…[W]e hoped to save Jewish nationalism from the error of making an idol of the people. We have not succeeded. Jewish nationalism…[has] yielded to the delusion of regarding the horizon visible from one’s own station as the whole sky. It too is guilty of offending against the words of that table of laws that has been set up above all nations: that all sovereignty becomes false and vain when in the struggle for power it fails to remain subject to the Sovereign of the world, who is the Sovereign of my rival, and my enemy’s Sovereign, as well as mine…it proclaims the nation as an end in itself…[it is] a group-egoism which disclaims responsibility.

In our reality of discriminatory home demolitions, family evictions, massive theft of public and private land, systematic legalized institutionalized discrimination – all perpetrated against the ethnic-national minority (Palestinian-Arabs) and all in the name of “Judaism” and “Zionism” – I feel bound to recognize the absolute contradiction between the idea of the Jewish nation-state as it is manifest in reality and the divine purpose of Israel.

Authentic religious Zionism – the practical naturalistic this-worldly movement to embody in the world the divine spirit which moves in Israel – is diametrically opposed any force which would wield the power of the modern state for the advantage of an ethnic-national majority at the expense of the minority. If we define nationalism as harnessing the state to the interests of an ethnic-national group, rather than serving the well-being of all its residents, then authentic religious Zionism must take the form of an anti-nationalism which pits all its strength against the ugly group-egoism of systematic ethnic-national discrimination; it strives for מדינת כל אזרחיה / a state for all its citizens, and not merely a state for Jews.

In this regard, authentic religious Zionists have an important chapter to learn from the profoundly anti-Zionist sage Rabbi Shimshon Rafael Hirsch, who explained the Abrahamic mission in his commentary to Breshit 12:2 –

All others strive, not להיות ברכה to be a blessing, but להיות ברוכים, to be blessed. The honesty, humanity and love which one still demands from individuals is regarded as folly in the relation of national to nation, have no meaning in diplomacy and politics. Deception and murder which in individuals lead to prison and gallows, if exercised on a grand scale in the “interests of the state” are crowned with laurel and medals. The Abrahamic nation is to know nothing of these national institutions, is to have no national politics and no political economy…In the midst of a world of men who stamp נעשה לנו שם [“we will make ourselves a name” said about the Tower of Babylon] as the motto of all their endeavors, and self-aggrandizement and ruthless extension of their own well-being the deciding goal for all their efforts, the People of Avraham, are, in private and public life to follow the one calling היה ברכה to become a blessing. To dedicate themselves with all devotion to the Divine purposes of bringing happiness to the world and [hu]mankind, thereby as models, to re-establish [Hu]man[ity] to its original pure calling of אדם ADAM…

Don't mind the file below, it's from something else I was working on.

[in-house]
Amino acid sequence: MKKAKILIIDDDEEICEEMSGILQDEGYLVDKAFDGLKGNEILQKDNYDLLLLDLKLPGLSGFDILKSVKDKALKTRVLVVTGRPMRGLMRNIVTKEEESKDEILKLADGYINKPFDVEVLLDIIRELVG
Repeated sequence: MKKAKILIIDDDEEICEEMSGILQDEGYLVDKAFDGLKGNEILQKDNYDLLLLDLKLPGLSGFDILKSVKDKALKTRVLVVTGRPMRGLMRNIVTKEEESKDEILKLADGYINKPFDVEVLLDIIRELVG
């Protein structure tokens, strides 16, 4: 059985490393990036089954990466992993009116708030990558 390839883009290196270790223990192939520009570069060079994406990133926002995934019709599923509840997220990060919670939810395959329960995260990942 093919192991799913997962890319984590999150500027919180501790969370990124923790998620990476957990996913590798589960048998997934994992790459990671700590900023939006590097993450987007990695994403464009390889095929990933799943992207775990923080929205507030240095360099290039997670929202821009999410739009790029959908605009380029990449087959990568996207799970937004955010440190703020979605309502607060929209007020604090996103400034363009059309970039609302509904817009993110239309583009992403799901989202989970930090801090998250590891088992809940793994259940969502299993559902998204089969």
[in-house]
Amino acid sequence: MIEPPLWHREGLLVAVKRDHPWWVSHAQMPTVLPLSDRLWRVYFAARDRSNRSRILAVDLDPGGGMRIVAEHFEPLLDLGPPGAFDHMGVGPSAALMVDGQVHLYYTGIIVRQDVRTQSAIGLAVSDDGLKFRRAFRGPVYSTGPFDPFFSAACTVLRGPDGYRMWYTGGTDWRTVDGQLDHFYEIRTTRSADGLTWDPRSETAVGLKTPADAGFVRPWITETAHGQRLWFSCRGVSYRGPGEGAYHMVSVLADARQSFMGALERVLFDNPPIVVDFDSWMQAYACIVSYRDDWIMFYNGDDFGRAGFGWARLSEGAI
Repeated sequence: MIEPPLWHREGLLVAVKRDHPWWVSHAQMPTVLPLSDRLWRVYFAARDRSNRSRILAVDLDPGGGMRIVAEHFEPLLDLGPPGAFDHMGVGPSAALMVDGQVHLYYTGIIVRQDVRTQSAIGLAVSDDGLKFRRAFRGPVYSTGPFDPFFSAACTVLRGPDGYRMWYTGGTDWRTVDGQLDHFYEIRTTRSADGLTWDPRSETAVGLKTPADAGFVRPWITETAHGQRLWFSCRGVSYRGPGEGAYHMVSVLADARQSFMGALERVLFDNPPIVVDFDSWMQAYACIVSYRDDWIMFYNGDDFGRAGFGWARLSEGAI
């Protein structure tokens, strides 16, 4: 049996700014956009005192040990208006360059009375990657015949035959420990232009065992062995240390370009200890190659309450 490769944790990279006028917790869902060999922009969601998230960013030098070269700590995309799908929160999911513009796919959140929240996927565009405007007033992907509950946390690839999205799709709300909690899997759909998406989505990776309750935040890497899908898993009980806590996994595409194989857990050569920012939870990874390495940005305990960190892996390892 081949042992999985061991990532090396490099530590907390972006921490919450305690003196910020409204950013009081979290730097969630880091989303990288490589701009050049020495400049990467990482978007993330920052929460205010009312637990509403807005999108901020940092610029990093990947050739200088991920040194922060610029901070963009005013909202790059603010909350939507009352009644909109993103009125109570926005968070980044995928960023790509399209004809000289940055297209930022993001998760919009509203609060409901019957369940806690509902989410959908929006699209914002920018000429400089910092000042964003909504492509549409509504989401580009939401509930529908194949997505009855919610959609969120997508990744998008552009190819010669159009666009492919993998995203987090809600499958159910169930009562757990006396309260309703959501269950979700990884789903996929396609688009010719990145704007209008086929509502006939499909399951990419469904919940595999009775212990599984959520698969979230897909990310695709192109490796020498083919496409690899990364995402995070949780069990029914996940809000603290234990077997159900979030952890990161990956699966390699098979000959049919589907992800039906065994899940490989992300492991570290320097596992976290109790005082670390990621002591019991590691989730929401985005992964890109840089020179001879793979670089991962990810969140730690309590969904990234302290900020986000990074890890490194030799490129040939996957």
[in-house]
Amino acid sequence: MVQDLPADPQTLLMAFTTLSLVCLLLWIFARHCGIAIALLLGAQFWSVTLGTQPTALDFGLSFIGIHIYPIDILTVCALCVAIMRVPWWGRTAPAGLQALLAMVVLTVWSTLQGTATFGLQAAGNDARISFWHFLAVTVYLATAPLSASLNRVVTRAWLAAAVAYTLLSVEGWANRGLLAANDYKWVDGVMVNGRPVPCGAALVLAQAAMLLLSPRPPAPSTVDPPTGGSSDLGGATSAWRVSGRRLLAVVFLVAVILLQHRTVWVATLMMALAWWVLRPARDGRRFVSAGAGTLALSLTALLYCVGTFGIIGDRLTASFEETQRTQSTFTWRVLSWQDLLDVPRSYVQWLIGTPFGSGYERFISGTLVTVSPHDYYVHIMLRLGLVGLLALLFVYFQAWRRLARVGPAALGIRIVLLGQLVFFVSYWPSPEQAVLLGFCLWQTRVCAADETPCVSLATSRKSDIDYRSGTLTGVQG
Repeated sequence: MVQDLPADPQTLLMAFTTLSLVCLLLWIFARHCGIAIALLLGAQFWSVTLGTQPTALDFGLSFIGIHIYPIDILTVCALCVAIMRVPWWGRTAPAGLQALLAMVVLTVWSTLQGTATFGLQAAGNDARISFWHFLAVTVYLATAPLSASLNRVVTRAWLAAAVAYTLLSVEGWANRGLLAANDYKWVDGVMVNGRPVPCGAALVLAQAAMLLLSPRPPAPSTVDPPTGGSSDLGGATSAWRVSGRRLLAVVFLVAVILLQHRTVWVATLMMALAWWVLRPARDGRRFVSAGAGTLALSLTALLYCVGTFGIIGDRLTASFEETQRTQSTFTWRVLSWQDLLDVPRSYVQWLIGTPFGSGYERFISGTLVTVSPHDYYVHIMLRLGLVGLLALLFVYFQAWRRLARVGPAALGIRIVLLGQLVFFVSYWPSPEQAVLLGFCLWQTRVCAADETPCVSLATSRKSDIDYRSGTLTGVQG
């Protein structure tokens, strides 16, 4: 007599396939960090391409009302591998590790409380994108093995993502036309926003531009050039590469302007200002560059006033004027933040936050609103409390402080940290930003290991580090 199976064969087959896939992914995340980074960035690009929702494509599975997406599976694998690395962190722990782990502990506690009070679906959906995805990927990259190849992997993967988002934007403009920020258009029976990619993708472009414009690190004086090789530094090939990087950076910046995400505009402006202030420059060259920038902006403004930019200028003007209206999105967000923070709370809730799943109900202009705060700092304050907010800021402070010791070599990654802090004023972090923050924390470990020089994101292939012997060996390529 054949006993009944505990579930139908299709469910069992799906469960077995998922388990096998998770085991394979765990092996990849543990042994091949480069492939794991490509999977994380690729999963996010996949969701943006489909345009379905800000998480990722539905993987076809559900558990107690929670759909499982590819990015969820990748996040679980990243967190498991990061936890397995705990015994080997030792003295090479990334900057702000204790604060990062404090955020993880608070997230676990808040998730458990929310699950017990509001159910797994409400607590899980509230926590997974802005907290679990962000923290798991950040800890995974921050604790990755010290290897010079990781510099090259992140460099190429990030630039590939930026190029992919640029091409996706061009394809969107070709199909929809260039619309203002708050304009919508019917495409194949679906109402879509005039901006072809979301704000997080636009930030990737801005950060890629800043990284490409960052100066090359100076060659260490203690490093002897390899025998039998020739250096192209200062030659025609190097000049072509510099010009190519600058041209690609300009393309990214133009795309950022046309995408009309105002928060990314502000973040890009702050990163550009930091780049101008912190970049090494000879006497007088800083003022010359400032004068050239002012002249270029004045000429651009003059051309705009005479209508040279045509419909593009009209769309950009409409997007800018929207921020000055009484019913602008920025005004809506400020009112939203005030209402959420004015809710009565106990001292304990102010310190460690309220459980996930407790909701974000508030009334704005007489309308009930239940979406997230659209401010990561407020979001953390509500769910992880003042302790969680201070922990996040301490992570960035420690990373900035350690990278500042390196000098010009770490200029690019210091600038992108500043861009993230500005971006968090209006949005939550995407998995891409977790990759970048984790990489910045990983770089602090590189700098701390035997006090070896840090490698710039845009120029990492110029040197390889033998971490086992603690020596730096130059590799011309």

A “Judaism” or “Zionism” which abuses the power of the state to empower Jews and victimize Palestinians represents the repudiation of the authentic mission of Israel in history; the ultimate rejection of אורחא דמהימנותא / the way of faith. Those Jews who see the Jewish nation-state’s West Bank regime for the moral monstrosity that it has become, but who will not abandon the way of faith – who remain faithful to Israel’s mission – must take moral responsibility for the shape of Jewish identity in our generation. I’m not sure what that will look like. Only now, I believe, have liberal Jews and liberal Judaism begun to awaken to the grim reality of our discriminatory West Bank regime. We  – the humanistic forces of the Jewish world – must come together to redefine who we are and what we stand for in Israel/Palestine. This preliminary exploration of a religious-Zionist anti-nationalism is perhaps a step along that path.

About the Author
Shaiya Rothberg lives with his wife in Jerusalem Al-Quds. He is a teacher of Jewish Thought and a human rights activist. Shaiya holds a PhD from Hebrew University in Jewish Thought and a B.A. in Jewish Philosophy and Talmud from Bar-Ilan University. He made aliyah in 1988 and served as a soldier and officer in the I.D.F. Shaiya's writing and teaching focus on the transformative potential of Jewish tradition.